Cameron plans to let Europe take £21bn a year from the City … and we get nothing!
Big Four accountancy giant Ernst & Young say that the Government is planning to give away more than £21bn a year in tax revenue to other EU governments. The Daily Mail must be apoplectic. Eurosceptic MPs must be foaming at the mouth. Have Cameron and Osborne gone stark, staring mad? What on earth is going on?
It’s all about Cameron’s ham-fisted attempt to opt out of EU regulation of the City of London. Many people have remarked upon his failed attempt to veto the Franco-German treaty proposal at the December European summit. Now, on top of the veto that wasn’t, here’s the opt-out that isn’t.
By refusing to take part in the Commission’s proposed financial transactions tax, Cameron thinks he has protected his pals in the City of London from paying the tax. But he hasn’t. All he will do by opting out is make sure that the British people don’t benefit from the tax when the rest of Europe goes ahead with it.
Here’s how it works. The Commission’s plan for an EU-wide financial transactions tax would raise about €57bn a year. Because London is where most of Europe’s financial transactions take place, about 75% of that tax revenue would be raised from transactions in the City of London. Cameron thinks that if the UK refuses to take part, those transactions won’t be taxed.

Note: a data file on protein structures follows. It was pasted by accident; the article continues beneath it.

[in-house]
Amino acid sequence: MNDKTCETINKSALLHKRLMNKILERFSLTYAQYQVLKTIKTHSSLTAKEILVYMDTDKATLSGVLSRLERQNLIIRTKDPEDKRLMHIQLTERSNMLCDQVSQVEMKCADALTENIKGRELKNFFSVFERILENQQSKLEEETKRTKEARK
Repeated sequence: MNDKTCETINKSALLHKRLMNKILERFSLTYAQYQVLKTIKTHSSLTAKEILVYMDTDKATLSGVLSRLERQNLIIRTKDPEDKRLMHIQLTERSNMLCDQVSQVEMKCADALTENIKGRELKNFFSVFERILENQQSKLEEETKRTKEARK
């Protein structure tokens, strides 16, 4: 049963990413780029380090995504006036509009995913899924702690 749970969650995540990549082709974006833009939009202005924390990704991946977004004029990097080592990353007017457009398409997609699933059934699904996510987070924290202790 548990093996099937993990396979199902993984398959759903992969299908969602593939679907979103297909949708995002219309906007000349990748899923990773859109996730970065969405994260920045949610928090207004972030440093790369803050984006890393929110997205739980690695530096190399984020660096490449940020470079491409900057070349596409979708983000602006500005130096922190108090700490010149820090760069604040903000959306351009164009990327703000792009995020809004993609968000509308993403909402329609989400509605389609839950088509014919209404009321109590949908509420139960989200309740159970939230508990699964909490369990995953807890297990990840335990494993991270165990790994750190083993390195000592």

But Ernst & Young have ‘spotted’ what the Robin Hood Tax campaign has been arguing for some time. The way the Commission is designing the tax, the transactions which will be taxable won’t be just those that take place in countries taking part, but any transactions carried out where one of the parties to the transaction is based in a country where the tax is introduced. So if France and Germany levy the tax, and just one party to a financial transaction is Deutsche Bank or Bank Paribas, the euroFTT is payable, even if the actual transaction takes place in the so-called duty free City of London.
What Ernst & Young have added to the Robin Hood Tax campaign’s analysis – they are accountants after all – is that they have worked out what Cameron’s early morning diplomatic faux-pas will cost the UK taxpayer. They estimate that of the 75% of transactions that take place in London, 60% involve at least one party based in the rest of Europe. If the UK was involved in the EU tax, that would mean the City of London paying £35bn into the Treasury. If the UK doesn’t take part in the tax, the City of London will pay £21bn in tax – but none of it will end up in the UK Treasury, it will all go to other EU member states. London’s financial fat cats will indeed save £14bn, but at a huge cost to the UK taxpayer.
There’s only one answer. Cameron needs to go cap in hand back to Brussels, and ask if the UK can rejoin the Robin Hood team.